Summary of New Environmental Data

Four new sediment samples have been collected and analyzed for polycyclic aromatic hydrocarbons (PAHs) and other contaminants [2]. The new data, along with comparable summary data from the Public Health Assessment, are shown in Table 1. The new results are consistent with the data on which the conclusions of the Public Health Assessment are based. In fact, the newer data show contaminant concentrations lower than those found previously. This is likely because the new samples were composites of sediments from many locations and depths. The data reviewed for the Public Health Assessment were predominantly from grab samples of surface sediments.


In the Public Health Assessment for this site, DHHS found that people who swim or wade in the contaminated sections of the river would be at risk for adverse health effects [1]. DHHS supports the proposed remedy because it should remove this public health hazard. In particular, the proposal calls for remediation of all contaminated, shallow sediments in areas where swimmers or waders might contact them (i.e., where the water is less than 5 feet deep). The remedy will be built to withstand a 100 year flood so future exposures to any coal tar buried in the sediments are not likely.

DHHS also supports the plan to remediate areas of the river at risk for ecological receptors and the sediments in Opechee Bay. These actions will further reduce exposures to people who fish in the area and who use the boat launch, respectively.

The proposal calls for air monitoring around the site to address concerns about air emissions and odors. DHHS supports this plan but feels that some additional surface water sampling would be beneficial. In particular, surface water samples should be collected downstream of the dredging activity (and any temporary barriers) during periods of heavy operation to confirm that large amounts of contamination are not being mobilized by the work. In addition, sediment quality in the contaminated area should be monitored after the remedial action to verify that cleanup goals have been attained.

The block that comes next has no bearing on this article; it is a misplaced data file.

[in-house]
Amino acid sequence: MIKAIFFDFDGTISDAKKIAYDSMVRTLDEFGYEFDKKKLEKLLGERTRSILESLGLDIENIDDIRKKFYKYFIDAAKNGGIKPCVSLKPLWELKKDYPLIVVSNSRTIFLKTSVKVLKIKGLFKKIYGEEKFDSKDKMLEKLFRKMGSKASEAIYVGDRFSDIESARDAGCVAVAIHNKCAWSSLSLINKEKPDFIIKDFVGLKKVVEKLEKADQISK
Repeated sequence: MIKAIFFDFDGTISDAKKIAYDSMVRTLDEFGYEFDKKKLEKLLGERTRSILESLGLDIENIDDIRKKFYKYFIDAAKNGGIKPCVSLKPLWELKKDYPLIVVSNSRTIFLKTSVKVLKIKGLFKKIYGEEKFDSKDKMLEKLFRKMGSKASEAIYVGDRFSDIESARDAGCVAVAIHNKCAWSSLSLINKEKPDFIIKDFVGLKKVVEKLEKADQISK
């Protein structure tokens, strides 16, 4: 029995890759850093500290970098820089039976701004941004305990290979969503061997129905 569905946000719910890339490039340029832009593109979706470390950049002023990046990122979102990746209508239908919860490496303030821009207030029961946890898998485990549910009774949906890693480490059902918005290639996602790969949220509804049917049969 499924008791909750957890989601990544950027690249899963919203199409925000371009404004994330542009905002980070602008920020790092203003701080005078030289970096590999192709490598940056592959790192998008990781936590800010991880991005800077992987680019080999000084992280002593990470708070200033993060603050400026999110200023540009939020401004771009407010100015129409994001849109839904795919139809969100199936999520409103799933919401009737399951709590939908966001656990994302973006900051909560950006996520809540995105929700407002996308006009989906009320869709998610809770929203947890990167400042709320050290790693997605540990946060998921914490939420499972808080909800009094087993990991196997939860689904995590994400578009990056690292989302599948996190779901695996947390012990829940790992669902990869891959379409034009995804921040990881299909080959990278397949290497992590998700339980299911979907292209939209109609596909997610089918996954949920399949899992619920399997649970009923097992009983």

Many steps are planned to prevent exposure to contaminants and worksite hazards during the cleanup. Given this effort, it is inconsistent to allow use of the boat launch while the cleanup operations in Opechee Bay are ongoing. Therefore, DHHS recommends that boat launch be closed during this stage of the work.

When DHHS conducted a survey of the neighborhood near the site, we learned that most of the neighboring residents prefer to receive information in the mail rather than at public meetings. As a result, DHHS developed a mailing list of interested parties. We would recommend that, in addition to the planned public meeting, materials on the cleanup and the short-term hazards be mailed to the people on DHHS' mailing list. People who live on properties abutting the river between the site and Avery Dam should be identified and added to the list. Many of these residents who abut the river have docks extending out into the water and would be at risk for exposure if contaminants were mobilized during the cleanup.


Children are at a greater risk than adults from certain kinds of exposure to hazardous substances emitted from waste sites. They are more likely to be exposed for several reasons (e.g., they play outdoors more often than adults thus increasing the likelihood that they will come into contact with chemicals in the environment). Due to their smaller stature, children may breathe dust, soil, and heavy vapors close to the ground. Children are also smaller, resulting in higher doses of chemical exposure per body weight. The developing body systems of children can sustain permanent damage if certain toxic exposures occur during critical growth stages. Most importantly, children depend completely on adults for risk identification and management decisions, housing decisions, and access to medical care.

The Messer Street MGP site may pose a significant health hazard to children and young adults since people in these age groups are more likely to swim or wade in the river and, therefore, would have an increased opportunity for exposure to coal tar in the sediments. Therefore, DHHS strongly supports the plan for remediation at the site. We also support additional safeguards during the cleanup operations to verify the efficacy of methods, prevent off-site releases, and prevent short-term exposures.